Thermoplastics Dictionary

If you’re not familiar with terms used in thermoplastics, it can be overwhelming to know which one to choose for your specific application. To give you a basic understanding of common thermoplastics terms, here are some good ones to know:

Thermoplastics: A thermoplastic is a plastic polymer substance that is pliable when heated and solidifies when cooled. This heating and cooling process can be performed indefinitely without losing its characteristics.

High-Performance Plastics: These are thermoplastics that have higher requirements and characteristics than standard or engineering plastics

Specific Gravity: Refers to the weight of the part. The higher the specific gravity, the heavier the material.

Tensile Strength: The amount of force required to pull a material apart.

Flammability: In plastics, ratings are listed by thickness and time. The resin supplier generally provides the information.

Coefficient of Friction: The force needed to start a material to slide (static) and keep it moving (dynamic).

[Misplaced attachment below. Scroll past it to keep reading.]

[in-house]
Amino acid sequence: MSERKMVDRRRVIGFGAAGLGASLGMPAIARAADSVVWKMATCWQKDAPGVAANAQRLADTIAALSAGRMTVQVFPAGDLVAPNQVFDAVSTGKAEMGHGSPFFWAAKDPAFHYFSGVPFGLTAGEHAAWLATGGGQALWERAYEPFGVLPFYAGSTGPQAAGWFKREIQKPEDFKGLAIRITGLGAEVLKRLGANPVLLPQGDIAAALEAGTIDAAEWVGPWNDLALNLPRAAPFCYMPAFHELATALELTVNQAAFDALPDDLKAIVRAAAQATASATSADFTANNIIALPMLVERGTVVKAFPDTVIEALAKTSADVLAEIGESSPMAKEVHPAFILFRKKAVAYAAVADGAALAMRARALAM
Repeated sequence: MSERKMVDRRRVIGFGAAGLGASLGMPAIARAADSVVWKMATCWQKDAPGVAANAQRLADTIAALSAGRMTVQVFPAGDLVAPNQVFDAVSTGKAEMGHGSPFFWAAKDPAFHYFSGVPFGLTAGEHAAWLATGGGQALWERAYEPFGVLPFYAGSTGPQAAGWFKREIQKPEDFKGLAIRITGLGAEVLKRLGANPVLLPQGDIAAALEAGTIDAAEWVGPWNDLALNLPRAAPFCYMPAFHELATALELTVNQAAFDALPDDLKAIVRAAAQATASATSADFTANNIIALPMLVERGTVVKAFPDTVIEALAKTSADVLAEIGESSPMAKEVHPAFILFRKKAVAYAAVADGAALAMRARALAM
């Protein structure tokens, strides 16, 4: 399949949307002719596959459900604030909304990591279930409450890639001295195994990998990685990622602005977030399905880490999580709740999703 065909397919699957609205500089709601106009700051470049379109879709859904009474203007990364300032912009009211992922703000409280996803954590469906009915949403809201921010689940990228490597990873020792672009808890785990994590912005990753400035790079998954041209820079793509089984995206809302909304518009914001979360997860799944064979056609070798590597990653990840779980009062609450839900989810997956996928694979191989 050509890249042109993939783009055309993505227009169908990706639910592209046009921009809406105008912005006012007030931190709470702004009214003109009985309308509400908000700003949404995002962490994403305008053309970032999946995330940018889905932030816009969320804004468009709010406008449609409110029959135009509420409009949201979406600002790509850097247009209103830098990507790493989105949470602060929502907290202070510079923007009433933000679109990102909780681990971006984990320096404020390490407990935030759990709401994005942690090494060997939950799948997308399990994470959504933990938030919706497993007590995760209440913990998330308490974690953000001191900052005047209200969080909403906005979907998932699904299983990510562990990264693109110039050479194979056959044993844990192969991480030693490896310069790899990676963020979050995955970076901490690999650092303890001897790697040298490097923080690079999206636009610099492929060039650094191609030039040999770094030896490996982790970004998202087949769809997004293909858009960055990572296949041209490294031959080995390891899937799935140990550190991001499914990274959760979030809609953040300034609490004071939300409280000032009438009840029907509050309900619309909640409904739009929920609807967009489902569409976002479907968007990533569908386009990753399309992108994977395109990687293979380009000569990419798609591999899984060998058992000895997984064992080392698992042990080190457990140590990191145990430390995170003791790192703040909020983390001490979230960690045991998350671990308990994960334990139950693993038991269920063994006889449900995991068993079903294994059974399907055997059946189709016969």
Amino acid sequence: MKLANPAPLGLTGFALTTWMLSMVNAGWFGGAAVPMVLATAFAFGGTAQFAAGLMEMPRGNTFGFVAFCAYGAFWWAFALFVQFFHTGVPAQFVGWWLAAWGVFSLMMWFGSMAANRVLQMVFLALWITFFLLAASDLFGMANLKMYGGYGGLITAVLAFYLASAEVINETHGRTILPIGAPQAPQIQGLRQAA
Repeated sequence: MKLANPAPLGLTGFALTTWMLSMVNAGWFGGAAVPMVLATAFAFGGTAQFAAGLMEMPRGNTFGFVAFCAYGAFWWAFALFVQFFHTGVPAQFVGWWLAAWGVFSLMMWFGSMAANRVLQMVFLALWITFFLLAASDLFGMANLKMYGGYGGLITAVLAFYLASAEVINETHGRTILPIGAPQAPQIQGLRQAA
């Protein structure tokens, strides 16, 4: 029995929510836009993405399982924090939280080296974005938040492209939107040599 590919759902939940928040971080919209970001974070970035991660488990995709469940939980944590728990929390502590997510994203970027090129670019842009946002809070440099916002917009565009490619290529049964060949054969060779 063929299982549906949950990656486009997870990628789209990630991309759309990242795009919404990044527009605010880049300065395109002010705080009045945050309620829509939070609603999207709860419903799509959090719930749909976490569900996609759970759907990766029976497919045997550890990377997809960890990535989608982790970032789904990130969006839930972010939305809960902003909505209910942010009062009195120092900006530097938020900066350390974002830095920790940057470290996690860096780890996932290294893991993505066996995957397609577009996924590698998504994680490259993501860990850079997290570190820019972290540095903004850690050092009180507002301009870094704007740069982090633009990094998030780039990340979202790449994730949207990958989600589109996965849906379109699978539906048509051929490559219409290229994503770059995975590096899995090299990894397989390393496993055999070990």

Dielectric Constant: This characteristic compares materials based on the rate at which electrical current passes through them.

Volume Resistivity: A measure to estimate how many amps go through the material with a given application of volts.

Moisture Absorption: The dimensional stability (the more water it absorbs, the more the material enlarges) and changes in properties (the more water it absorbs, the softer and less wear-resistant it becomes).

Flexural Strength: The max bending load a cross-section of the material can withstand, whether fixed at one end with a load at the other or suspended at both ends with the load in the middle.

Compressive Strength: The amount of stress required to deform a material by 10%.

Sheer Strength: The amount of stress a material can withstand when pulled/loaded in opposite directions.

Rockwell Hardness (R and M scales): The resistance to indentation a material can withstand. It is measured on an R scale for softer materials and an M scale for harder materials.

Melt Point: The temperature at which crystalline/semi-crystalline material melts (the part will often fail before it gets to this point).

Continuous Use Temperature (CUT): The maximum temperature the material can withstand in air, for 100,000 hours (11 years), with no load and still retain at least 50% of its physical properties.

For more details on these and other properties, read our Plastics Properties Understandable guide or contact us about your needs, and we’ll find a thermoplastic that meets your specifications.

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